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WildStar Column: Adventure Is In There!

By Gareth Harmer on February 18, 2014

Last week, Carbine lifted the lid on WildStar’s Adventures by presenting a brand new Flick. These instanced areas work differently to the regular dungeons we’re familiar with, in that they offer players with a number of choices as they journey through, with the outcomes affecting the end result. There’s a robust reason behind it too: more choice should mean content that’s much more replayable.

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Although it’s a clever idea, I’ve never been quite sure how it would play out in practice. Would it be like those ‘Choose Your Own Adventure’ books with multiple different endings, or would it be the illusion of choice, with little impact on the bosses or outcomes? To explain a little more about how they work, Senior Content Designer Matt Tobiasson – part of the team working on Adventures – took me on a guided tour through one of them.

After being provided with a specially equipped character – a level 25 Cassian Spellslinger, we met up in the Dominion Sim-Core – a subterranean gateway to the Caretaker’s virtual worlds. With our team of 5 assembled, we stepped up onto the teleporter pad. The next thing I knew, we were in a shuttle on our way to a Dominion Prison, in the Adventure ‘Riot in the Void’. But before I get to that, feast yourselves on this brand new WildStar DevSpeak that covers all the Adventure fundamentals.

Virtual Insanity

Although I had a rough idea of what Adventures are, Tobiasson provided a fuller explanation. “The core idea behind adventures is to make an instance that’s very highly replayable - something that’s going to be as much fun the fifth time you play it as the first time. The way that we do it involves player choice and other elements, which will change your experience every time. As you move through the content, you will affect the surroundings in important ways. You’ll actually see different content, fight different bosses, and get different rewards each time you play.”

If you’ve watched the recent Flick, you’ll know that the Caretaker’s mind isn’t exactly the most stable of computer programs. He provided us with an introduction to the Adventure – the maximum security Astrovid Prison was experiencing a riot, and we were being sent in to bring it under control. But though the AI that greeted us was a friendly green, I couldn’t help but wonder what it would take to push him over into That Red.

Perhaps Red Caretaker is the Veteran Mode option; of the six Adventures planned for launch, four will have special variants for level 50 characters. And besides having a different story, each Adventure also has a different feel or gameplay inspiration behind it. I heard that ‘War of the Wilds’ has MOBA-style elements, while ‘Crime Lords of Whitevale’ is more of a biker rampage. ‘Siege of Tempest Refuge’, meanwhile, has more of a holdout or tower defense dynamic.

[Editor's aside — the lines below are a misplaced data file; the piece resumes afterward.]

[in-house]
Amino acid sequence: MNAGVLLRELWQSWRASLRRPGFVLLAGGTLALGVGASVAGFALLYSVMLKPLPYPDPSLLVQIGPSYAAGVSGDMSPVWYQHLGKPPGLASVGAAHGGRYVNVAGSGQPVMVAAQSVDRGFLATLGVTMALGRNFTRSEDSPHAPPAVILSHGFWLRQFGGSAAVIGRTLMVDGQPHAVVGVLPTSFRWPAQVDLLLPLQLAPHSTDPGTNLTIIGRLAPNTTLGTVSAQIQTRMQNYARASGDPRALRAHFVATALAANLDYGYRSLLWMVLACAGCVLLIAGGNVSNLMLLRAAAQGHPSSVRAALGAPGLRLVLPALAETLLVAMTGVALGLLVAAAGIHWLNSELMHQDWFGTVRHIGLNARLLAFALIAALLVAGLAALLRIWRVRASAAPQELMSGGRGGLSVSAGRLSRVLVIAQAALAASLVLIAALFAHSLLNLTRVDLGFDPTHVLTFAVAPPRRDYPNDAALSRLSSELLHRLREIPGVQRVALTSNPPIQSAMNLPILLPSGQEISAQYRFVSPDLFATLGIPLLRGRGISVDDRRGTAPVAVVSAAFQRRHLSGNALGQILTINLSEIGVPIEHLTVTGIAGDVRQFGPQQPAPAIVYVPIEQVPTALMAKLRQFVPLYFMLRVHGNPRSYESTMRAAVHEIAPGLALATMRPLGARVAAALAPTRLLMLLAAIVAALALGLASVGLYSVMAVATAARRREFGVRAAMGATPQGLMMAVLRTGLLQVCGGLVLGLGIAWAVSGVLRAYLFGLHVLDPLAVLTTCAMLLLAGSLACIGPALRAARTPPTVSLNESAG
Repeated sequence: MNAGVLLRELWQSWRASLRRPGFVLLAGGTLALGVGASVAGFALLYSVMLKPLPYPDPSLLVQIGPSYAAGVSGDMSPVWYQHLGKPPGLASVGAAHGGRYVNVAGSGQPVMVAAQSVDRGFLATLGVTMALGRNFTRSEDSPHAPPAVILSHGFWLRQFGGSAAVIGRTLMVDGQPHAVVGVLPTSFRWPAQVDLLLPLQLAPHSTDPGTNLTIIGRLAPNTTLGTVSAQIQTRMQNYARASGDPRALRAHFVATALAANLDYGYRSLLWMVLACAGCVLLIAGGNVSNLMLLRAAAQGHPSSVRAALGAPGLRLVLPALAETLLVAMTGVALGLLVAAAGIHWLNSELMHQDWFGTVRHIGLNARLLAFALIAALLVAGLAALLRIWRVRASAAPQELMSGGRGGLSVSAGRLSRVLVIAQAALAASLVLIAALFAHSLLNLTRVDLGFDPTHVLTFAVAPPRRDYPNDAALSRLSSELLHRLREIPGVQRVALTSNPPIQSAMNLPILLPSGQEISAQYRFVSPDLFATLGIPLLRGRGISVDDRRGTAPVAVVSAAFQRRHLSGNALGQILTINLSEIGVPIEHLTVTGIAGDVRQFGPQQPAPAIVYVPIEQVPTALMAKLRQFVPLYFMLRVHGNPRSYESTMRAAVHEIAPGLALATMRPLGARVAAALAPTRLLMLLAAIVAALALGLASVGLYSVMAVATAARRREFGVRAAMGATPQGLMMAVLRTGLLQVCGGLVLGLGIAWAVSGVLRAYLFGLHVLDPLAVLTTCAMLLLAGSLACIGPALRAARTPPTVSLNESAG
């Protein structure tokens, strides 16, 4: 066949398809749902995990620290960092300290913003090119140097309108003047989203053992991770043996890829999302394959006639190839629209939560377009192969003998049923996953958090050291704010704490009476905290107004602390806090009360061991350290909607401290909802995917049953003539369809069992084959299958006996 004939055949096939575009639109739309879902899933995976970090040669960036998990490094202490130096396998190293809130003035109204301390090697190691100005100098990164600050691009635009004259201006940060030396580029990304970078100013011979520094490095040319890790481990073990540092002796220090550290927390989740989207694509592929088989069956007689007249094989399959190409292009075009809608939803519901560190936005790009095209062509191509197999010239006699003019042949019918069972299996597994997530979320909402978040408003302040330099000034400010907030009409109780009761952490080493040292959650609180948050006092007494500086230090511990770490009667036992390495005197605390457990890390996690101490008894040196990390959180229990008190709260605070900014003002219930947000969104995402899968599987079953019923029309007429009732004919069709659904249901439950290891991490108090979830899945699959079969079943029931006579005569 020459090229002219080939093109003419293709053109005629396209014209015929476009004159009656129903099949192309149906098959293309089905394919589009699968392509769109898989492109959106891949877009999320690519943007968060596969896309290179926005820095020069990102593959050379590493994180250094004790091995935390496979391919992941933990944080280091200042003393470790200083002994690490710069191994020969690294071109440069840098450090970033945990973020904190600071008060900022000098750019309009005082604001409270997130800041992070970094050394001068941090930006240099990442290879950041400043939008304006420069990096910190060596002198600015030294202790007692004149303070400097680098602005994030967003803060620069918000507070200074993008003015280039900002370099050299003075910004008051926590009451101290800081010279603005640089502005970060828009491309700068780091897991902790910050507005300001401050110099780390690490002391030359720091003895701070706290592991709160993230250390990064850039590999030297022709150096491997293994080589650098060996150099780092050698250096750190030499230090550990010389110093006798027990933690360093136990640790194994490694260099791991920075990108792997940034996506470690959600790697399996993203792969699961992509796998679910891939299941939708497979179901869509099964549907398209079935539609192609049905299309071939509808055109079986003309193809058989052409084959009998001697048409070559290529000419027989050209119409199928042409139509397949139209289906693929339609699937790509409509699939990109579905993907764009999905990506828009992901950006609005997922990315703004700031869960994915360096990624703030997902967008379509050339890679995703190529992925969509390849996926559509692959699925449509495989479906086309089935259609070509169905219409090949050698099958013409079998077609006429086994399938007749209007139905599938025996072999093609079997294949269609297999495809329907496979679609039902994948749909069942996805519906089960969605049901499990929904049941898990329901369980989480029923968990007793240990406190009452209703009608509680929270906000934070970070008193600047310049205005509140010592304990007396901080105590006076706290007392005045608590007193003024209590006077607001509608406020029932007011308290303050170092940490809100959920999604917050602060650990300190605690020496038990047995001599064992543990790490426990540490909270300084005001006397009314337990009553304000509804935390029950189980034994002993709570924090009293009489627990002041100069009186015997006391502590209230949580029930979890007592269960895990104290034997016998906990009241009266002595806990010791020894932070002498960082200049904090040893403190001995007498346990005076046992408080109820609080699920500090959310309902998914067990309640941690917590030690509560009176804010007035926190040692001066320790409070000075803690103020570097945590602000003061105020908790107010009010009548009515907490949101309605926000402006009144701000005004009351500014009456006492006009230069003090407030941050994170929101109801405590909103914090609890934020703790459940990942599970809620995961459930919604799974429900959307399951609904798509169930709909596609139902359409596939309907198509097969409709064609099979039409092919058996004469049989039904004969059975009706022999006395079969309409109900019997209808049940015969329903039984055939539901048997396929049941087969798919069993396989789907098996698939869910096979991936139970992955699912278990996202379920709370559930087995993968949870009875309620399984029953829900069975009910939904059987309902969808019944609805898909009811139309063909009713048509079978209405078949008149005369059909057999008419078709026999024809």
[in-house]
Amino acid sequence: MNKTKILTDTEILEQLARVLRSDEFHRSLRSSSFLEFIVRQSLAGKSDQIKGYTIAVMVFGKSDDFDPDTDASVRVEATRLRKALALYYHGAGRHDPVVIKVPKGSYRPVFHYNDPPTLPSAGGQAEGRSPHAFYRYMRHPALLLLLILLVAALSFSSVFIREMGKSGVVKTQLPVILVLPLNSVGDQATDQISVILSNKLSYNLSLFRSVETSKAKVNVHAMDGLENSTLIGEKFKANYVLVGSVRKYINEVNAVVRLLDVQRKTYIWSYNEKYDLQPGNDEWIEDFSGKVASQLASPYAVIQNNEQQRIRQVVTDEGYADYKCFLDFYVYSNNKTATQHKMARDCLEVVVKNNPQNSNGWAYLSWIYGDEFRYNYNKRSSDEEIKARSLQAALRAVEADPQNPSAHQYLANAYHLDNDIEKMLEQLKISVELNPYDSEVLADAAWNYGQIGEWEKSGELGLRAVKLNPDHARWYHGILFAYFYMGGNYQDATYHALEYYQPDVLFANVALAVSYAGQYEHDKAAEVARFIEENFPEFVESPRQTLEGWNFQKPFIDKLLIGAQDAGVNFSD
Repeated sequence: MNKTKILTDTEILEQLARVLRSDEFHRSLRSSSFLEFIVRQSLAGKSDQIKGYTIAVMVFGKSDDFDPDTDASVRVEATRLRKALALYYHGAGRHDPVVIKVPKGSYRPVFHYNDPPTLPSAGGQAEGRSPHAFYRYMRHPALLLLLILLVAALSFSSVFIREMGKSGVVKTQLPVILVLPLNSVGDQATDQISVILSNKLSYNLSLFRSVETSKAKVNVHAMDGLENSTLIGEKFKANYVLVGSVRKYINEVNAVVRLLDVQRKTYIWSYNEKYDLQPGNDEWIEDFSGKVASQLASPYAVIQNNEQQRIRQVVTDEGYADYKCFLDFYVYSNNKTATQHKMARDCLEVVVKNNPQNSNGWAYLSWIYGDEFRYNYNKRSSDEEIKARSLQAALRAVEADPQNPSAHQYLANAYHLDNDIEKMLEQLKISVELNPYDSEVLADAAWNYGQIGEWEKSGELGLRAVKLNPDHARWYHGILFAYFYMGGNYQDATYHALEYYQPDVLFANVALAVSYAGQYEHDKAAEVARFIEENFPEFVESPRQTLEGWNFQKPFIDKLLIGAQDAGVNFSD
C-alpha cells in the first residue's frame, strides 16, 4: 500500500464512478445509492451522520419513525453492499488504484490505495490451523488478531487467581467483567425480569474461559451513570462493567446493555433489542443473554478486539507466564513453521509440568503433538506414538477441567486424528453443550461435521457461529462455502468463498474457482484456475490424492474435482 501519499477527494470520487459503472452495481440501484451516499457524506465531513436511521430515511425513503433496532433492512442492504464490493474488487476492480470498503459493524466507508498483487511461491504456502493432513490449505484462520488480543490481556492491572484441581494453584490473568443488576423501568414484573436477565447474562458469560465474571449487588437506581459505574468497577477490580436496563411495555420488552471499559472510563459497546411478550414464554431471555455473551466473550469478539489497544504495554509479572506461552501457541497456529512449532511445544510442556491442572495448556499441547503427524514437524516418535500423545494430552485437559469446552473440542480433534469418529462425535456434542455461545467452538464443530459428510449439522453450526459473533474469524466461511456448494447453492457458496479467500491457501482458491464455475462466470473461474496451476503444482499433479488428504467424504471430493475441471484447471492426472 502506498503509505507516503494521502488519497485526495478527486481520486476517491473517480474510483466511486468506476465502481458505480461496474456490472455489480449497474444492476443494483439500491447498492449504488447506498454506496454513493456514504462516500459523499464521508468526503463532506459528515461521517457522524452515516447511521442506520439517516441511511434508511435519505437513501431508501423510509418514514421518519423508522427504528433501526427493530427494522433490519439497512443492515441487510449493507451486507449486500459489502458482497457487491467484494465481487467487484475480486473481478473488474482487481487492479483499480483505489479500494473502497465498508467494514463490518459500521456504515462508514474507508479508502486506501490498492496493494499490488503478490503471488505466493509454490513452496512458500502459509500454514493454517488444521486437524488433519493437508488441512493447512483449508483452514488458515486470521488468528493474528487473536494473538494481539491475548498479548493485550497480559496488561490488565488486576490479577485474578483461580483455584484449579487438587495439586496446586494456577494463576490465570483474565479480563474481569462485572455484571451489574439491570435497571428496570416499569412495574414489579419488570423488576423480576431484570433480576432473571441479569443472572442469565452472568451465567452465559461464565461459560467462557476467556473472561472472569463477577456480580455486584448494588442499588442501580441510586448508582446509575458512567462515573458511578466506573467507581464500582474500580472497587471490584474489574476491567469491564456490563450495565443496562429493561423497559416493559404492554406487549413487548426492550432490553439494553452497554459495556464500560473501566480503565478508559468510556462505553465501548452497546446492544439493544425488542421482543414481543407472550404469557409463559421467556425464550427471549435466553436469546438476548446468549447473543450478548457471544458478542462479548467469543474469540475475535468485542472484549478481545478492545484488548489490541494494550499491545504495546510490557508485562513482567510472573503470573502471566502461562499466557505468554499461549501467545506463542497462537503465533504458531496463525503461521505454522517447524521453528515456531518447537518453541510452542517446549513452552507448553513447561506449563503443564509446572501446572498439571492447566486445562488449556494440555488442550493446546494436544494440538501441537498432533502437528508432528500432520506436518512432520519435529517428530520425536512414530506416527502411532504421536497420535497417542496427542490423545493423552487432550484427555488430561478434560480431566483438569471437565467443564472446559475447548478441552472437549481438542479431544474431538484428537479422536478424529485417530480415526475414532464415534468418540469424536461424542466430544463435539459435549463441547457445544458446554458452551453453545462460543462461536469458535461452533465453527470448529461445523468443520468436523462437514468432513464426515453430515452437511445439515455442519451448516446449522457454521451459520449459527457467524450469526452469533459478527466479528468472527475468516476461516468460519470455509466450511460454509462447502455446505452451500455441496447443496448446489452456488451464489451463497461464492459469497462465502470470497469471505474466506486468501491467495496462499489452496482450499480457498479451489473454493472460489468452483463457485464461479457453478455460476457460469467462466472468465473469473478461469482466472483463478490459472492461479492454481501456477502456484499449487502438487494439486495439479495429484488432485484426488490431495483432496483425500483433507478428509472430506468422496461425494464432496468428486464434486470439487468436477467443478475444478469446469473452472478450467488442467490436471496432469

WildStar’s dungeons and Adventures both use the trinity of roles, so each group will need to pick up a tank and at least one healer. That said, all classes can flip between DPS and one support role, making group-finding a little easier. It’s also possible to tweak your Limited Action Set when out of combat, adding in more utility or easing off on healing when the situation warrants it. And yes, there’s a Looking for Group tool, although it will be possible to restrict yourself to groups on the same server.

Starting out, the world had a Matrix or TRON-style sheen, but that gave way to full color as soon as the Caretaker finished his introductions. From then on, the world was as vibrant and lifelike as the rest of Nexus. And even though it takes place inside an artificial construct, the experience, loot and tradeskill schematics can be brought back into the ‘real’ world.

Psuedo Prisoner

Astrovoid Prison is built on an asteroid in orbit around Nexus, and supposedly contains the Dominion’s most dangerous criminals. It’s not clear how much actually exists and how much is the imagination of an AI-gone-mad, but it’s definitely plausible. Our first task was to sneak through the prison yard and up to the Warden’s office, and to do that we’d need to be disguised as prisoners ourselves. Reaching him wouldn’t be a picnic either –ignorant guards would try to snipe us down every time we broke cover. It made the climb to the prison a mixture of sprints and dodges.

 

As soon as we reported to Warden Rhadman, the prison riot went into full-tilt crazy. Sentry towers were being overrun, with the prisoners turning the guards’ own weapons against them. With reports flooding in from across the complex, it’s here that we were forced to make our first choice. Would we race to the weapon caches and destroy them before the prisoners got there? Would we head to the asteroid mines and secure the drilling equipment down there? Or would we dash to Cryogenics and make sure that the Exile Espers remain on ice?

Choices are done on a voting system, with the most popular option being activated. This time, we headed to the mines to secure that equipment. But before that, we had to charge through the rest of the prison complex, pushing through a Left 4 Dead-style gauntlet run with rioting prisoners charging from all directions. Stop moving, and we’d get overwhelmed.

Once through the complex and out the other side, we could make our way down and into the mine. On our way down we’d clear out weapon racks – anything, even a shovel, could make a prisoner much more dangerous. We switched to a more systematic clean-out as we neared the mining toolchests, dropping every exile we saw before starting to secure the boxes with forcefields. Setting these up involved a memory game puzzle, as if the Caretaker was testing my ability to think under pressure.

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